Seeing It Their Way

As technology advances, companies need to make sure their own progress doesn’t stand in the way of the visually impaired. Otherwise they can expect to be hauled into court.

Recent proof south of the border: The U.S. National Federation of the Blind’s suit against AOL, filed last November, claiming that the company violates the Americans with Disabilities Act of 1993 (ADA), because its services are not compatible with programs that convert text into speech or braille.

To make ADA compliance a little easier — and to help the visually impaired participate more fully in technology-related careers — some companies are designing specialized products. Richmond Hill, Ont.-based Adaptive Innovations, a division of Trango Software, for example, recently launched BrailleStream, software that communicates call centre data to sighted and visually impaired agents simultaneously. The visually impaired agents receive messages and statistics via an integrated voice synthesizer or braille display, in real-time. With this technology, call centre agents with vision problems can operate as efficiently as their sighted counterparts. The software can be integrated with existing call centre applications. Find out more at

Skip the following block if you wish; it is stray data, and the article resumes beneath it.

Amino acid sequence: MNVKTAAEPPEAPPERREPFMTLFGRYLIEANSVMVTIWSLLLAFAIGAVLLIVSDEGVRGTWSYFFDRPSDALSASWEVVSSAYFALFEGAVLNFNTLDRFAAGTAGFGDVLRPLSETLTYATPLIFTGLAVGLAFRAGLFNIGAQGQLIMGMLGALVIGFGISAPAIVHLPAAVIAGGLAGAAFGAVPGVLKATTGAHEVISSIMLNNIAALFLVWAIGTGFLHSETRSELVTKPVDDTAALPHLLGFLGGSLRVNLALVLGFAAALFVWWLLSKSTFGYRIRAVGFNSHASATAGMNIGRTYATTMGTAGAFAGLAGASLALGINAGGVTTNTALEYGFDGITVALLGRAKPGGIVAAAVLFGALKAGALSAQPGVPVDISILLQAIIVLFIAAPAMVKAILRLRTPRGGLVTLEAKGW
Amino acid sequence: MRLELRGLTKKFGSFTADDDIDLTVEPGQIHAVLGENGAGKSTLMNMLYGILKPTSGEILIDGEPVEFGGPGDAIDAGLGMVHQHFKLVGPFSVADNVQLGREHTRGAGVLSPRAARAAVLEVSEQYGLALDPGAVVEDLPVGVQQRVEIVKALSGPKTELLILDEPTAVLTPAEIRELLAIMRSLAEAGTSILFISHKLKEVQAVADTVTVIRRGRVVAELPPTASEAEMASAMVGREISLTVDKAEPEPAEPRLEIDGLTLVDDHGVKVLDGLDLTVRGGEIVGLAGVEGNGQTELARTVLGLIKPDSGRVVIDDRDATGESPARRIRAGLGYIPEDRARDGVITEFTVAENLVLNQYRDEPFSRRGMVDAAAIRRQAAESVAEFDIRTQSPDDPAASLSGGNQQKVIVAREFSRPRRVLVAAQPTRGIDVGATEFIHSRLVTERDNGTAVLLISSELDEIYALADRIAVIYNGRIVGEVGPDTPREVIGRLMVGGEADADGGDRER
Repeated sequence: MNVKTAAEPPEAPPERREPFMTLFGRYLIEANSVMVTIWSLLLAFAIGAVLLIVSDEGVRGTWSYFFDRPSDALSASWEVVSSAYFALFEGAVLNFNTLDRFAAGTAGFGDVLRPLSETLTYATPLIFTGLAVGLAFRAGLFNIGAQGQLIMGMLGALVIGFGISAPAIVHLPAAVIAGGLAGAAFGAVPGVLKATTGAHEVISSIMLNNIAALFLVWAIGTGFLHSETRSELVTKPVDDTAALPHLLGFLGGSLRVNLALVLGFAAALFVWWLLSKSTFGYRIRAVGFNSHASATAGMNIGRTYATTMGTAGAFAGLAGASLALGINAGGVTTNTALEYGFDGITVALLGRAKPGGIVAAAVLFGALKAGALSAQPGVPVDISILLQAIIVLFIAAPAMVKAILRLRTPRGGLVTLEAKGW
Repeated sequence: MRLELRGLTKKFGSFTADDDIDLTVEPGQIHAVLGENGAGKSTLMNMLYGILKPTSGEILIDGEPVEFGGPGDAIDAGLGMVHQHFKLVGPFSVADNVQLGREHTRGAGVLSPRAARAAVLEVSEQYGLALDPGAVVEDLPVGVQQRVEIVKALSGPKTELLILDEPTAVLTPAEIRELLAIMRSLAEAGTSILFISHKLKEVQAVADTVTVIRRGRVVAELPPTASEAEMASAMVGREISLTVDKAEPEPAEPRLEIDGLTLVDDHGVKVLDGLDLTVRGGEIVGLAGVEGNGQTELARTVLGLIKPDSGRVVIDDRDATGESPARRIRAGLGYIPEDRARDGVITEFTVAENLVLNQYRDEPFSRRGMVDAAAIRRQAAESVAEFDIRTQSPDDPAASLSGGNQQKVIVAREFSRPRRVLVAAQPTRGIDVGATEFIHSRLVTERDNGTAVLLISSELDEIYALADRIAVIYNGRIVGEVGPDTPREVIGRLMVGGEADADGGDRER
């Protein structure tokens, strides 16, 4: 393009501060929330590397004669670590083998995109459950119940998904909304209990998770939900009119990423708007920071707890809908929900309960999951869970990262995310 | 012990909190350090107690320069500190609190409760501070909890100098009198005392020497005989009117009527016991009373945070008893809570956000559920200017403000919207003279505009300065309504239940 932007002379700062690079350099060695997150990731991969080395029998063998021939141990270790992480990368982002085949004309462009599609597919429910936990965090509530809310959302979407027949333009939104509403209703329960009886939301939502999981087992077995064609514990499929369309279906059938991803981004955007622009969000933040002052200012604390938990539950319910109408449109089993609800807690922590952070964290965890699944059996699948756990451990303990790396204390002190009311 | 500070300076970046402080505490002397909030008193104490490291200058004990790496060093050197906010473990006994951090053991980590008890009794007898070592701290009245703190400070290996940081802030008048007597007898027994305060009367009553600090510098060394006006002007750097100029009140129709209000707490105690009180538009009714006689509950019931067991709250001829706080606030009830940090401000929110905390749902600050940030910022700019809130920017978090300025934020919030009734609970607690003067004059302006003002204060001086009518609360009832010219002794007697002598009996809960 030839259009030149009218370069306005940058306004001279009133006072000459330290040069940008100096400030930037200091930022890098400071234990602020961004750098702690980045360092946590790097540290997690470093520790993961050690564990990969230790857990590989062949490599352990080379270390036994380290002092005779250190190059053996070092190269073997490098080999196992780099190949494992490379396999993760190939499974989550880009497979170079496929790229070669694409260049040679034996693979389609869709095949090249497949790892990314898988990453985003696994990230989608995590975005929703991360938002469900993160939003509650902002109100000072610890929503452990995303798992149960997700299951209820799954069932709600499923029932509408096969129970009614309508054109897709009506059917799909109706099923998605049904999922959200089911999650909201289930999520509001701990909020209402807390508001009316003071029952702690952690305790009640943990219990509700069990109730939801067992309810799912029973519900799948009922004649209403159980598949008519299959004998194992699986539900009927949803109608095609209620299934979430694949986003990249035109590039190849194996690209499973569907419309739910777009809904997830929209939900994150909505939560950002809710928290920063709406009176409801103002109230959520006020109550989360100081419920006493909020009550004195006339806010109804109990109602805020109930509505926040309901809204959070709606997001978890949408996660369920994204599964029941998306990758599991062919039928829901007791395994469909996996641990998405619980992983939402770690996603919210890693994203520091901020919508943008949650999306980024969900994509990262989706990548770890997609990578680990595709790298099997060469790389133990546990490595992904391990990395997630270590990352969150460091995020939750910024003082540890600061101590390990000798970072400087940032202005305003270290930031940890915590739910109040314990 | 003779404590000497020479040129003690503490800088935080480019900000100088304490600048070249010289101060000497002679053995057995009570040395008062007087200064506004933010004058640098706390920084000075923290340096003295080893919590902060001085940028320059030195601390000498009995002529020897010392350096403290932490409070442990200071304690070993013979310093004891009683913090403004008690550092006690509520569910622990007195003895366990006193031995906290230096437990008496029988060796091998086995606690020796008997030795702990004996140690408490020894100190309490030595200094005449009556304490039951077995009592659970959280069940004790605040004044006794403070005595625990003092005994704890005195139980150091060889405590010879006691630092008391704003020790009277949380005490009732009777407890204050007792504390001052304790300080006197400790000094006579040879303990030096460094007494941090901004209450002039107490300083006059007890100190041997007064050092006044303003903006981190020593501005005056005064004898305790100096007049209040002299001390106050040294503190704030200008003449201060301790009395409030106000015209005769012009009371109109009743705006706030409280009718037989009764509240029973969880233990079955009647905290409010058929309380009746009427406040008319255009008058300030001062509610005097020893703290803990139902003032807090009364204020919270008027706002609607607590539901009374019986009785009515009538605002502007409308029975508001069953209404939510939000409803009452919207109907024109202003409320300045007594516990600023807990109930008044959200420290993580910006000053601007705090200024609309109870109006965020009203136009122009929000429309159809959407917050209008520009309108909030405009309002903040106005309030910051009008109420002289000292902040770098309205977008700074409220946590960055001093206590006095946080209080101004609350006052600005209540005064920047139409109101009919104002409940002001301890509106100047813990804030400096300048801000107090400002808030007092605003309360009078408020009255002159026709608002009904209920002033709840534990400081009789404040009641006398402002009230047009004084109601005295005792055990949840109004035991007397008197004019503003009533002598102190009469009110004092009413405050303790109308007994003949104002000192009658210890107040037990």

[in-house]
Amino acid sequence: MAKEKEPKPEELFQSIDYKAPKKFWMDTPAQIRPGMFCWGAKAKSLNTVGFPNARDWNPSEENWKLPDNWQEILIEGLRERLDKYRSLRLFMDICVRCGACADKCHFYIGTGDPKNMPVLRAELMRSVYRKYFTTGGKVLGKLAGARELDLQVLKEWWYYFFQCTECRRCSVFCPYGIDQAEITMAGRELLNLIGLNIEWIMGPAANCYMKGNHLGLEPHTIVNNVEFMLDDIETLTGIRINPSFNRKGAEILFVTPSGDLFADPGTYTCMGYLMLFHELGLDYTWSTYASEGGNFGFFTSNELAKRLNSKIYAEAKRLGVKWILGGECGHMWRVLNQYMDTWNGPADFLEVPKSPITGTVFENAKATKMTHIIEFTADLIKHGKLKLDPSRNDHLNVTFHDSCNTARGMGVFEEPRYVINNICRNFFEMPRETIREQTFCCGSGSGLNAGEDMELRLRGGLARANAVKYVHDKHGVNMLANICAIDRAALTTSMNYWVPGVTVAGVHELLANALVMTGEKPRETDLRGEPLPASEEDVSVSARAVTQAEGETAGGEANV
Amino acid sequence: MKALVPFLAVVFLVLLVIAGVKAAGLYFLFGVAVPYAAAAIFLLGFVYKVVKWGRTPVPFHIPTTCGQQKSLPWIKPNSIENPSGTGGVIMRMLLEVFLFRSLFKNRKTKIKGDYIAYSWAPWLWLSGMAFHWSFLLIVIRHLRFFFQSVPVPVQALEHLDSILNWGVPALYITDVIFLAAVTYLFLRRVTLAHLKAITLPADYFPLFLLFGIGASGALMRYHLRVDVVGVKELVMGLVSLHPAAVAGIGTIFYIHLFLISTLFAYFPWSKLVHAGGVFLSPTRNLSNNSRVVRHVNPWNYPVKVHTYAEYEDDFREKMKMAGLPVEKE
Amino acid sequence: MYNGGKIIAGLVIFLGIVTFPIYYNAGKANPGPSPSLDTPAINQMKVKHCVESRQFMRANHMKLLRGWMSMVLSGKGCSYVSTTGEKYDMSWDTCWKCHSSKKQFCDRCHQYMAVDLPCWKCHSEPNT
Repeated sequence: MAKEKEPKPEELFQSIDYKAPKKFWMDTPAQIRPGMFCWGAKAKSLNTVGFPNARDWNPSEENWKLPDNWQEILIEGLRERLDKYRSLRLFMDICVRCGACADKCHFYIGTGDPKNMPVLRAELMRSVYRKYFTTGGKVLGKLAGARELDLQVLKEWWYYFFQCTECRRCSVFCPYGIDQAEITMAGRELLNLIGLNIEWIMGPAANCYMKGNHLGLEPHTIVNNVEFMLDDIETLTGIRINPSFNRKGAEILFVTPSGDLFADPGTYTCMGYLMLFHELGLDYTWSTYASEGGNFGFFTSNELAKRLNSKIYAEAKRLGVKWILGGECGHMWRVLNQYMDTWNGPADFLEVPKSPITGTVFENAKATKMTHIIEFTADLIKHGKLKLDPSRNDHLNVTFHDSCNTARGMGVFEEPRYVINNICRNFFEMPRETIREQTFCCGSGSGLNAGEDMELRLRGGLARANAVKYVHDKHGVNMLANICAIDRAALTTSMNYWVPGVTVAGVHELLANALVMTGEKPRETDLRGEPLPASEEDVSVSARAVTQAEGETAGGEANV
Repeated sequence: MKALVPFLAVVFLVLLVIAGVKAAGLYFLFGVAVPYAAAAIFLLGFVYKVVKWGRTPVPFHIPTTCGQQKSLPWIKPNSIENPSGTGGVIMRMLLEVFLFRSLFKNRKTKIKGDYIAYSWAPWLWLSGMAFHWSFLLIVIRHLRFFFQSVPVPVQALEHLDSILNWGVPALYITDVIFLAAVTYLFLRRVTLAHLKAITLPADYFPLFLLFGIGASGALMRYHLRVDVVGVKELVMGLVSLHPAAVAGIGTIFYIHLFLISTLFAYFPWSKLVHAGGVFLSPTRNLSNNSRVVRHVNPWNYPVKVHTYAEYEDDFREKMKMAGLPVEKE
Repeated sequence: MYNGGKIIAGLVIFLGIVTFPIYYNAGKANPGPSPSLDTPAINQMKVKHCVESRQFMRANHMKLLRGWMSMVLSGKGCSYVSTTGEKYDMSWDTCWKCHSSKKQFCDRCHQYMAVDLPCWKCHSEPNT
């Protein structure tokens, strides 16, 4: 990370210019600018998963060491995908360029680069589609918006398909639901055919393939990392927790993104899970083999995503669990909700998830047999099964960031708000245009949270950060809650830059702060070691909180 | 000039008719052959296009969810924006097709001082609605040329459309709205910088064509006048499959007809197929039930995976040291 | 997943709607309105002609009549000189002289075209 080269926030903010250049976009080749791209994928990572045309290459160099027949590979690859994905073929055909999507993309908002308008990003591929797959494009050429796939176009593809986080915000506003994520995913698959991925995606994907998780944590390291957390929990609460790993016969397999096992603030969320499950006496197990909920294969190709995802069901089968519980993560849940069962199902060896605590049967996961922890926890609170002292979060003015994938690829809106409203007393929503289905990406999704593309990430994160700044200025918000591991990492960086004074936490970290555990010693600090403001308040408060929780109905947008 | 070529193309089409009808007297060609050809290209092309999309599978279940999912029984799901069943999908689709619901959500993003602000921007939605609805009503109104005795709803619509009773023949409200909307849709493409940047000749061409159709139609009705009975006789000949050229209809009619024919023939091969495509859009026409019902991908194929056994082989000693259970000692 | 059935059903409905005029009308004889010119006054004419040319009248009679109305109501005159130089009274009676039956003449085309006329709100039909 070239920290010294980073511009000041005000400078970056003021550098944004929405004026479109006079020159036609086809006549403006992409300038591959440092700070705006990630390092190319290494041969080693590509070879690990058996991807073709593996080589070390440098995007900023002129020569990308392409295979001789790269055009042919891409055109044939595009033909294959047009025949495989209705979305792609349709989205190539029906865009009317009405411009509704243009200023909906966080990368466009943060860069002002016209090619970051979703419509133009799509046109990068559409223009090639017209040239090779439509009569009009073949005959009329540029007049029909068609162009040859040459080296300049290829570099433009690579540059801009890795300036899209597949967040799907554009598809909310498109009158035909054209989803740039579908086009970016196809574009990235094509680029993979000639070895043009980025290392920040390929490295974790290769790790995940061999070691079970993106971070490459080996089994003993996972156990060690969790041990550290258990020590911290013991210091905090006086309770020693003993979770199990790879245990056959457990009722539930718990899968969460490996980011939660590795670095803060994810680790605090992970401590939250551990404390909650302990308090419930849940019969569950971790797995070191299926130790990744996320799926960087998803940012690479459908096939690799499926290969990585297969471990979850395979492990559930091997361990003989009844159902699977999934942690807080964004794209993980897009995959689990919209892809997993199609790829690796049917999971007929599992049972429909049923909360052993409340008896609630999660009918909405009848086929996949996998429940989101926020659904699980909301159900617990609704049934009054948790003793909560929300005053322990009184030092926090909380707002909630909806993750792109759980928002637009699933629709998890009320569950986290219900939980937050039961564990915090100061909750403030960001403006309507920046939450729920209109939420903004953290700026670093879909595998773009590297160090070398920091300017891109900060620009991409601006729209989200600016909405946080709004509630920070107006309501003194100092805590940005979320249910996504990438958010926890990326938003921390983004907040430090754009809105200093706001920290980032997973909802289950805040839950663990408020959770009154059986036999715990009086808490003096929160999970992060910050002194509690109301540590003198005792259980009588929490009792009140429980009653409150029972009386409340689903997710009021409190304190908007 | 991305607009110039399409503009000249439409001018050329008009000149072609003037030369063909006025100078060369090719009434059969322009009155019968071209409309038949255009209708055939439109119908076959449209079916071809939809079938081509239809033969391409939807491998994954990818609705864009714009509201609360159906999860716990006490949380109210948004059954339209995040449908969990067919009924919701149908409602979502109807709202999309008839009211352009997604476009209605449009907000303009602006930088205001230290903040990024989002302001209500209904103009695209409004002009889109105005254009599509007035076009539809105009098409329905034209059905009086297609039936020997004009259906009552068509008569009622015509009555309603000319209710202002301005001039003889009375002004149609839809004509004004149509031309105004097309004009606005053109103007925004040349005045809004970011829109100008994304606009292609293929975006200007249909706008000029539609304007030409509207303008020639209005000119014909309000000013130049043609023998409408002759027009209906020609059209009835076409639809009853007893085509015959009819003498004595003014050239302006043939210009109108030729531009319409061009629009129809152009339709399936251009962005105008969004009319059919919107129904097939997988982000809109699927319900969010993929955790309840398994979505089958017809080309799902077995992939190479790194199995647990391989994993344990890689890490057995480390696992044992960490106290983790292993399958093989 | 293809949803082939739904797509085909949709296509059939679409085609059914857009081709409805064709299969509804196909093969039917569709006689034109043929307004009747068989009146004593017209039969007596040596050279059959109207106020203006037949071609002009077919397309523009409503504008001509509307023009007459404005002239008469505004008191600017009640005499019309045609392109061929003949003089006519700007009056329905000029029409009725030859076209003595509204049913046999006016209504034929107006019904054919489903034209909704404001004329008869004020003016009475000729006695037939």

To make sure that the visually impaired can withdraw the money they earn, two U.S. financial institutions are beginning to invest in automated banking machines that don’t require users to read the screen. Although most machines have braille instructions, fewer than 10 per cent of the legally blind in the United States read braille. After being approached by the California Council of the Blind, Wells Fargo and Citibank have begun supplying talking ABMs on a pilot basis in California. Wells Fargo installed 20 talking ABMs in the Bay Area, and in Los Angeles and San Diego counties last summer, and plans to add more than 1,500 across the state in the next three years. The machines give voice instructions to users via audio jacks and headsets so that transactions can’t be overheard. Citibank’s machines, five of which debuted in October in San Francisco and Los Angeles, offer touch screens and audible instructions.